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Monk in the World Guest Post: CJ Shelton

I am delighted to share another beautiful submission to the Monk in the World guest post series from the community. Read on for CJ Shelton’s reflection Reclaiming Our Sense of the Sacred.

On summer mornings I often wake to the sound of birds singing their first tentative greetings to the dawn’s early light, the soft beams of which filter through the curtains swaying in a gentle breeze.

My cat, happily ensconced on a thick pile of blankets, yawns deeply, and stretches right out to the very tips of each toe. I envy that stretch and try to mimic it although, I admit, not very successfully. No matter … it is still wonderful to feel my own bones and muscles flex, even if they can’t quite match her suppleness. 

As a small gust of wind billows out the curtains, I glimpse the peachy glow of the morning sky and know if I were to get up, I would probably see the neighbourhood bunnies out enjoying an early breakfast of greens on the fragrant, dew-covered lawn. 

It is simple moments like these that delight. That inspire. That are sacred. 

I do my best to find such moments whenever I can … backlit leaves against a blue-drenched sky. Fiddleheads unfurling in the forest. A joyous burst of evensong from a cardinal. A heron gliding on long, graceful wings.

And of course, there is always the continuous enchantment of living with a feline. My beautiful girl is sixteen now and sleeps most of the time, but still has completely spontaneous moments of the “cat-crazies”, those sudden bursts of tearing around like some invisible spirit is in hot pursuit.

Although I’m not nearly as old as her cat-years yet, I too seem to need a little more rest between playtimes than I used to. I also find myself envying that she doesn’t have a care in the world beyond where dinner and the next comfortable sitting spot is, while I am faced with the challenges of living in an increasingly complicated world.

We are all reeling from what has been multiples year of collective trauma: Covid, war, corrupt leadership, constant fear. We’re tired. Focusing on anything for more than a few minutes is hard work, sometimes even impossible. Our vigilance these days is spread across the environment as our brains do the cat-crazies and our attention spans last about as long as the skittish bunny’s out on the lawn.

And yet … we still want to make things. To create things. To express ourselves. To show up and contribute to this fragile world with all that is best in us.

While it can be overwhelming, I take the cue from my cat – to consciously choose what I focus on and be someone who shares a bit of light when things are looking dark. I may not always succeed but, like my less-than-perfect morning stretches, at least I am reclaiming a wee bit of the sacred for myself.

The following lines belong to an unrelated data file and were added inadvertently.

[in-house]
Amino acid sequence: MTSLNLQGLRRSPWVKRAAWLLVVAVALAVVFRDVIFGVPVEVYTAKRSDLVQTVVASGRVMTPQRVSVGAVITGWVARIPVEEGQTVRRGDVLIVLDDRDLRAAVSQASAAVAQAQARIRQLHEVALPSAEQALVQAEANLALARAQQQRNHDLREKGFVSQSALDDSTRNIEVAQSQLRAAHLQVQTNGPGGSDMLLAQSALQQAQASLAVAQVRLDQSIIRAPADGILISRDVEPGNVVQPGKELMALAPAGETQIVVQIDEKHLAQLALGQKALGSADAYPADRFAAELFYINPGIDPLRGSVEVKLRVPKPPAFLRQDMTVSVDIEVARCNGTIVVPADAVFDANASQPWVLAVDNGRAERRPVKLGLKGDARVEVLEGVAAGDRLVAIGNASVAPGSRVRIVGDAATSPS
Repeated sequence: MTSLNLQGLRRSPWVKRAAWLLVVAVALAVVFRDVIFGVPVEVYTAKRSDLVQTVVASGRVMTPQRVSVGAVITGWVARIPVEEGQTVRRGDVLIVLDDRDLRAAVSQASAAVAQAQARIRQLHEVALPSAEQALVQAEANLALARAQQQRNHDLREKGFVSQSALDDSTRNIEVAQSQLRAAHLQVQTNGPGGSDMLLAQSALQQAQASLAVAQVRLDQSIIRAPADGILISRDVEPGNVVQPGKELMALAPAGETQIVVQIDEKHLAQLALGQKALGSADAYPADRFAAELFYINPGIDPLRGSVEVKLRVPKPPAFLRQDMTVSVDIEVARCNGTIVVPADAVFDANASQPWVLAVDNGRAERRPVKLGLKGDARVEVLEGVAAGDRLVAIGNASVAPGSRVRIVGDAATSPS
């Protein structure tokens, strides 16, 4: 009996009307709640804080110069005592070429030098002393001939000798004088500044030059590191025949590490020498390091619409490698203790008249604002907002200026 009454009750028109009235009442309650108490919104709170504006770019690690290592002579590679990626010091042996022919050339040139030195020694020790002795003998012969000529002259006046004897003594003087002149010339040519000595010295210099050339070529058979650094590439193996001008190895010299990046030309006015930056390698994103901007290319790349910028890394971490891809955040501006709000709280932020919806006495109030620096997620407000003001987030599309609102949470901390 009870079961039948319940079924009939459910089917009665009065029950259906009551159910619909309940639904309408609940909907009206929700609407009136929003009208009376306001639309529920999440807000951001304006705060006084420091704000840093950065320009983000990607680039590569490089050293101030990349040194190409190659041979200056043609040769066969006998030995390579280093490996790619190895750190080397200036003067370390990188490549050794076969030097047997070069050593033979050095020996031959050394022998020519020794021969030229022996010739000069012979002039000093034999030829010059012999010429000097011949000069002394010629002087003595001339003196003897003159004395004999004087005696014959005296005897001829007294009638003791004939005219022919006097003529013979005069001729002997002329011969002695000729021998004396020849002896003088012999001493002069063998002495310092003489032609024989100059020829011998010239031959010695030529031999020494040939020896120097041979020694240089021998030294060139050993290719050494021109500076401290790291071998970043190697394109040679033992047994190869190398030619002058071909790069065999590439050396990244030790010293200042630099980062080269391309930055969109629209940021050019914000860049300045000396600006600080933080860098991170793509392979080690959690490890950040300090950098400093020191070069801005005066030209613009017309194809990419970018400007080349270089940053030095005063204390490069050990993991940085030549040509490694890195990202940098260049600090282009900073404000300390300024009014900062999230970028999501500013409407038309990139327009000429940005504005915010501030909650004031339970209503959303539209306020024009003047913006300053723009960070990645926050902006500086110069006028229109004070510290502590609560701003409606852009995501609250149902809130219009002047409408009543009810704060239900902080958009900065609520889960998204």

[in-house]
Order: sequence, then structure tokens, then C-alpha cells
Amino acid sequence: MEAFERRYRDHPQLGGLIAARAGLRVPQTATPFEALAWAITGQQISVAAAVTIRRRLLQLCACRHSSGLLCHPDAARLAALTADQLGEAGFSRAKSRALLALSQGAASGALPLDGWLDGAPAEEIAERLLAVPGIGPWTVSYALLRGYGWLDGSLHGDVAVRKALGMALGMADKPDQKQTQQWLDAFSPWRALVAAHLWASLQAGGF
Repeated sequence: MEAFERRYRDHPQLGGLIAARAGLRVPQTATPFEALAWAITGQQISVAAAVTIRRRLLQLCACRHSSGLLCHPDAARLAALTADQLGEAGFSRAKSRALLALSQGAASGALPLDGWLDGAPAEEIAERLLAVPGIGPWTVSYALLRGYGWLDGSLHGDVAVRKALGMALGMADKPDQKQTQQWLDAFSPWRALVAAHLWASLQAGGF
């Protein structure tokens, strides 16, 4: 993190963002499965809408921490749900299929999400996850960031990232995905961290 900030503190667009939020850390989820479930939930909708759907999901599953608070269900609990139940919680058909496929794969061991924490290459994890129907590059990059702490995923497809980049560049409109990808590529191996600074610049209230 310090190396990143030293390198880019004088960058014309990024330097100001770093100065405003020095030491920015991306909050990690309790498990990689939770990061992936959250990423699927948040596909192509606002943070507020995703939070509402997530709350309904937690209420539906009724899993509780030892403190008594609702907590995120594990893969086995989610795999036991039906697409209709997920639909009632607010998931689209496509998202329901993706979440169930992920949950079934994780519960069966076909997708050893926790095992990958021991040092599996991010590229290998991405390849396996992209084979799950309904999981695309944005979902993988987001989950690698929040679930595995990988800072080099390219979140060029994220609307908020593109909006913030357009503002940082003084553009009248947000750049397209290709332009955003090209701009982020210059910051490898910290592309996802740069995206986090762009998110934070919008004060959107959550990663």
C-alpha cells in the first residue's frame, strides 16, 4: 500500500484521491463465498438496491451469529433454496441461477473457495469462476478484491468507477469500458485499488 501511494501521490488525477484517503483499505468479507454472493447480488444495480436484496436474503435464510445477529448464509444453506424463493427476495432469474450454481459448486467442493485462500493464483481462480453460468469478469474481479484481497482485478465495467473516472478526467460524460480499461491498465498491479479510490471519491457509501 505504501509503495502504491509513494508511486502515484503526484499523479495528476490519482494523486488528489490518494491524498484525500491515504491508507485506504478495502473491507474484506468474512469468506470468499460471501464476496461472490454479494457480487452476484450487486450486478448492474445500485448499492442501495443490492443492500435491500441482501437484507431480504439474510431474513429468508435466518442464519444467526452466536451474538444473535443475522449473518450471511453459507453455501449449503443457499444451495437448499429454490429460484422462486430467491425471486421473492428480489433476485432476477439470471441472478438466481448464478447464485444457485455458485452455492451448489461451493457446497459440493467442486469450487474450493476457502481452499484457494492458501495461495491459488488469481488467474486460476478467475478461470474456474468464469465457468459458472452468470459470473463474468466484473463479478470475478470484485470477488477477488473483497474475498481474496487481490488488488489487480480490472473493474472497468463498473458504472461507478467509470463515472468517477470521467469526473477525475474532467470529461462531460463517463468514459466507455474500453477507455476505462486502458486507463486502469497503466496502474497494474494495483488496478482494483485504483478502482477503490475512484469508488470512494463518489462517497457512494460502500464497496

Theologian Matthew Fox says, “there is nothing wrong with the human species today except one thing – you have forgotten the sense of the Sacred”. His words underscore Thomas Berry’s sobering observation that, “if we have lost a sense of the Sacred, we are set up for despair, for depression, for apathy”. 

In medieval times there was a name for this, acidia. Thomas Aquinas described acidia as “the lack of energy to begin new things”. It is often misinterpreted as being the result of sloth or laziness, a sin of the spirit. But acidia is much bigger than that. Aquinas says it comes from a “shrinking of the Mind”. 

Many modern mystics believe we are experiencing acidia right now and suffering severely from anthropocentrism, the misguided conviction that human beings are the most important entity in the universe. Even Pope Francis says humanity is undergoing “a narcissism of our species”. This “shrinking of the Mind” is the natural result of an anthropocentric culture, a culture more invested in “what’s in it for me” rather than “what is in the highest and best interest of us all?” 

So, what are we to do – and do right now – in the face of all this existential exhaustion? 

For myself, reclaiming the sacred is essential … challenging as that is while living embedded in a society that insists on burying its head in the sand. But I look to the mystics, indigenous elders, poets, artists, and other wise folk for inspiration, to those who know how to walk lightly on our good Earth, who sing her praises and show her respect. Who know how to appreciate life’s simple moments as echoes of the Divine … like birdsong at dawn’s first light and a contented cat enjoying a comfortable resting place. 

Appreciation of the beauty-in-the-moment is simple but sage advice for any of us trying to find our way back to a sense of the Sacred. To Source. To energy. And joy. 

The storms of these last few years have been humbling. But I keep reminding myself that “to be humble is to befriend one’s earthiness” and all the great mystical traditions tell us that when we are humble, we create a bridge between the Earth, our psyches, and the cosmos where the sacred can flow unimpeded into every facet of our lives. 

So, I will continue to strive and reclaim the sacred in the small everyday things. And to acknowledge others as sacred echoes of nature and the Divine. Because these are the things that are fully within my control; the simple things that delight. That inspire. That reconnect me to my Source.

CJ Shelton is a Visual Artist and Educator who inspires and guides others on their creative and spiritual journeys. Through her art, teaching and shamanic practices, she reveals the meaning, magic and mystery of the Great Wheel of Life. To learn more about CJ and view her work visit

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